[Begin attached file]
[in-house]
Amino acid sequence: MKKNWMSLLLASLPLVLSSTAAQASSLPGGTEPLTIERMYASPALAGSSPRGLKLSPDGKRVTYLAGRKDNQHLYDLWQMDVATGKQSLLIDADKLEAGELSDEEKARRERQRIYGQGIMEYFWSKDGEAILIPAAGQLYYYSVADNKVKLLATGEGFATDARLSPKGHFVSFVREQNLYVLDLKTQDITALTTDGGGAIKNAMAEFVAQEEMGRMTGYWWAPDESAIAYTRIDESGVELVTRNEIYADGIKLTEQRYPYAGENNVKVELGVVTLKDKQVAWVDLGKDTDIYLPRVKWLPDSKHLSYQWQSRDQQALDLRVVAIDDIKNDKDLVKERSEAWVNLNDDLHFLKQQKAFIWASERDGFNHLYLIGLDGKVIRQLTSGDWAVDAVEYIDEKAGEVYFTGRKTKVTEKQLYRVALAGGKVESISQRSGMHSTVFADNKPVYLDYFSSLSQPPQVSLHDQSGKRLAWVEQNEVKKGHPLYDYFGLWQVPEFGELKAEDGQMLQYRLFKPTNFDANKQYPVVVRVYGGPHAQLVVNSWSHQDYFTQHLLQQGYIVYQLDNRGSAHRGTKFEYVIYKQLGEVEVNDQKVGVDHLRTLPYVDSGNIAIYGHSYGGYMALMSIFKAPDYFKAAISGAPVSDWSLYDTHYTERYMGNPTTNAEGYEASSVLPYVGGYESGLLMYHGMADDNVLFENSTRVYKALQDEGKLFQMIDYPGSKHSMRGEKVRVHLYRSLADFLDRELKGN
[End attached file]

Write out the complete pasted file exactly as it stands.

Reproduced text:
[in-house]
Amino acid sequence: MKKNWMSLLLASLPLVLSSTAAQASSLPGGTEPLTIERMYASPALAGSSPRGLKLSPDGKRVTYLAGRKDNQHLYDLWQMDVATGKQSLLIDADKLEAGELSDEEKARRERQRIYGQGIMEYFWSKDGEAILIPAAGQLYYYSVADNKVKLLATGEGFATDARLSPKGHFVSFVREQNLYVLDLKTQDITALTTDGGGAIKNAMAEFVAQEEMGRMTGYWWAPDESAIAYTRIDESGVELVTRNEIYADGIKLTEQRYPYAGENNVKVELGVVTLKDKQVAWVDLGKDTDIYLPRVKWLPDSKHLSYQWQSRDQQALDLRVVAIDDIKNDKDLVKERSEAWVNLNDDLHFLKQQKAFIWASERDGFNHLYLIGLDGKVIRQLTSGDWAVDAVEYIDEKAGEVYFTGRKTKVTEKQLYRVALAGGKVESISQRSGMHSTVFADNKPVYLDYFSSLSQPPQVSLHDQSGKRLAWVEQNEVKKGHPLYDYFGLWQVPEFGELKAEDGQMLQYRLFKPTNFDANKQYPVVVRVYGGPHAQLVVNSWSHQDYFTQHLLQQGYIVYQLDNRGSAHRGTKFEYVIYKQLGEVEVNDQKVGVDHLRTLPYVDSGNIAIYGHSYGGYMALMSIFKAPDYFKAAISGAPVSDWSLYDTHYTERYMGNPTTNAEGYEASSVLPYVGGYESGLLMYHGMADDNVLFENSTRVYKALQDEGKLFQMIDYPGSKHSMRGEKVRVHLYRSLADFLDRELKGN